But were there other decent April Fools' activities this year? A lot of them certainly seemed heavy handed to me, nothing especially nimble enough to trick us into falling for them, but some clever nonetheless. A very nice joke came from Trent Reznor, announcing the new Timbaland-produced Nine Inch Nails album, giving a little (or a big) tweak to Chris Cornell. The Guardian had an interesting idea, transferring all their archives into Twitter tweets. Not believable, particularly, but some of their examples were funny:

A mammoth project is also under way to rewrite the whole of the newspaper's archive, stretching back to 1821, in the form of tweets. Major stories already completed include "1832 Reform Act gives voting rights to one in five adult males yay!!!"; "OMG Hitler invades Poland, allies declare war see for more"; and "JFK assassin8d @ Dallas, def. heard second gunshot from grassy knoll WTF?"

National Public Radio usually goes for something today, but I have to say I wasn't overly impressed--their efforts in previous years have slipped past my guard. Morning Edition went for a story of Econoland, a new theme park run by The Economist. All Things Considered tried a bit of an end run, hiding its April Fools joke inside listener comments on a story yesterday about an Illinois whale farm that was too over the top for my money.

The funniest joke I heard came from a very unexpected source. Glenn Beck made himself the butt of the joke today by going back on his frequent warnings that Obama and the Democrats are leading us to socialism. No, he's just discovered that the road is one to fascism, instead. He says that it's a course we've been headed to since the days of Teddy Roosevelt more than 100 years ago. If this isn't a joke and Beck is correct, at least we can take heart in the fact that, if we've been moving toward fascism for more than 100 years and this is as far as we've got, at least we're not very good at it. On the other hand, if Beck has identified an actual threat to our society, well, there can only be one response.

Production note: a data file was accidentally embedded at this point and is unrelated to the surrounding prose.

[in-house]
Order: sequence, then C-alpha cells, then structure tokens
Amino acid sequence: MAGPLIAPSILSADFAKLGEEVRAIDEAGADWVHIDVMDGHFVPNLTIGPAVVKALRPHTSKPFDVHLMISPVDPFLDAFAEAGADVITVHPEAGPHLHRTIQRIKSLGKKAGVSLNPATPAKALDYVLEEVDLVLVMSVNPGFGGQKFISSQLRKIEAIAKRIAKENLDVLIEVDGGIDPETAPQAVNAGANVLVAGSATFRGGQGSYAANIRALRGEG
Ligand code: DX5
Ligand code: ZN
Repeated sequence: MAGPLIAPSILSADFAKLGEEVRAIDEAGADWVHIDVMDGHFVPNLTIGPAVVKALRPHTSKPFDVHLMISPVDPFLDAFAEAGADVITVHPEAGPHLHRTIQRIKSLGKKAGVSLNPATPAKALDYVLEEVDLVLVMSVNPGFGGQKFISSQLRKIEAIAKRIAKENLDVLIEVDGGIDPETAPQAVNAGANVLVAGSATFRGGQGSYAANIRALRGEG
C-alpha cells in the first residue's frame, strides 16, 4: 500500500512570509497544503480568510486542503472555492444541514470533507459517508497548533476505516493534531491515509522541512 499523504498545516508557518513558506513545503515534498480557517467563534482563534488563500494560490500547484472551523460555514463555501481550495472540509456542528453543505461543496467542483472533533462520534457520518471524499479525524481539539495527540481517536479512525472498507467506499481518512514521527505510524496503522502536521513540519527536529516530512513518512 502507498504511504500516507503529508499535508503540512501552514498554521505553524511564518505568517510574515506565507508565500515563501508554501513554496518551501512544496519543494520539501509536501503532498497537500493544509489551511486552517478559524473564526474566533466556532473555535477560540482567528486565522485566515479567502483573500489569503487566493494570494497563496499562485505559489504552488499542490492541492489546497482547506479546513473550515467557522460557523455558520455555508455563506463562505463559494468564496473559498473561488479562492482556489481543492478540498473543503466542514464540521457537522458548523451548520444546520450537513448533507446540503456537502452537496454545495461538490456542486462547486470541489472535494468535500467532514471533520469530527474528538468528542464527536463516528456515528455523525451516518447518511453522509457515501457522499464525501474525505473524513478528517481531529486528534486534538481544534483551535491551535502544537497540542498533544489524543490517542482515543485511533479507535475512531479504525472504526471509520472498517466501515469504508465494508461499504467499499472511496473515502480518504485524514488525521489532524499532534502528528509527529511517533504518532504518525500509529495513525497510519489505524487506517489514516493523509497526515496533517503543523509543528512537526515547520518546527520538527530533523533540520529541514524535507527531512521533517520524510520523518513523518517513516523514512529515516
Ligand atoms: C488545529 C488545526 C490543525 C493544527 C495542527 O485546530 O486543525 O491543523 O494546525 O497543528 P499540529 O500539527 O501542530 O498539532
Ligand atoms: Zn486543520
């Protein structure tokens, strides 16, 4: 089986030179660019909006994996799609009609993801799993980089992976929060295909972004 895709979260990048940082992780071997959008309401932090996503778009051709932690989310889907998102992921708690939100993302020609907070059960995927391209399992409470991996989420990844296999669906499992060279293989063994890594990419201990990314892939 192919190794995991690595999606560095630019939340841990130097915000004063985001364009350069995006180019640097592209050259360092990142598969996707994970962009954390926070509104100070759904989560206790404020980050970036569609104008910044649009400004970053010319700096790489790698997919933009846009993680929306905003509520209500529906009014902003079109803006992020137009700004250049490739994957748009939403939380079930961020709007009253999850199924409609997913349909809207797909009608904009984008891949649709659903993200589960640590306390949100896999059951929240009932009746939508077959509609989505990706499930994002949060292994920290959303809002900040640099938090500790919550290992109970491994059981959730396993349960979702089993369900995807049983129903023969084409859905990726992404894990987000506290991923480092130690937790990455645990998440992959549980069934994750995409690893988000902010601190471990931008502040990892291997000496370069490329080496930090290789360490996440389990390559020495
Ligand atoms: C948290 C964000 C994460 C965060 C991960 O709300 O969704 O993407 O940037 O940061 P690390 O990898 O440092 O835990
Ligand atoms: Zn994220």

UPDATE--The best April Fool's joke was one I didn't see until April 2. Steven Grant described how Rupert Murdoch is in the process of buying DC Comics out from under Time Warner. He set it up in a way that left me going, "I don't think that's true." Well done!

Wednesday, April 01, 2009


I've been checking the computer tonight in advance of the big Conficker attack on April 1. (Surely some newscaster somewhere has mispronounced that word--who's got the video?) I was able to access the Web sites of McAfee and Symantec, which are supposed to be off limits to infected computers, so I guess I'm OK. Of course, nobody knows what it might do if it's indeed activated on April 1. It's actually not too bad an April Fools' prank to make the whole world quiver over what damage might occur and then have nothing happen--would that mean that Conficker was never a danger, or is it just waiting until a day when no one's watching to go crazy. CNET is live-blogging the day as midnight progresses across the globe, promising that it will be "updated continually," but as of this writing, we're going on three hours since the last update, which basically said nothing much seems to be happening. My favorite headline on the issue comes from a Washington Post blog on Friday: "Conficker: Doomsday, or the World's Longest Rickroll?" I guess we'll find out soon.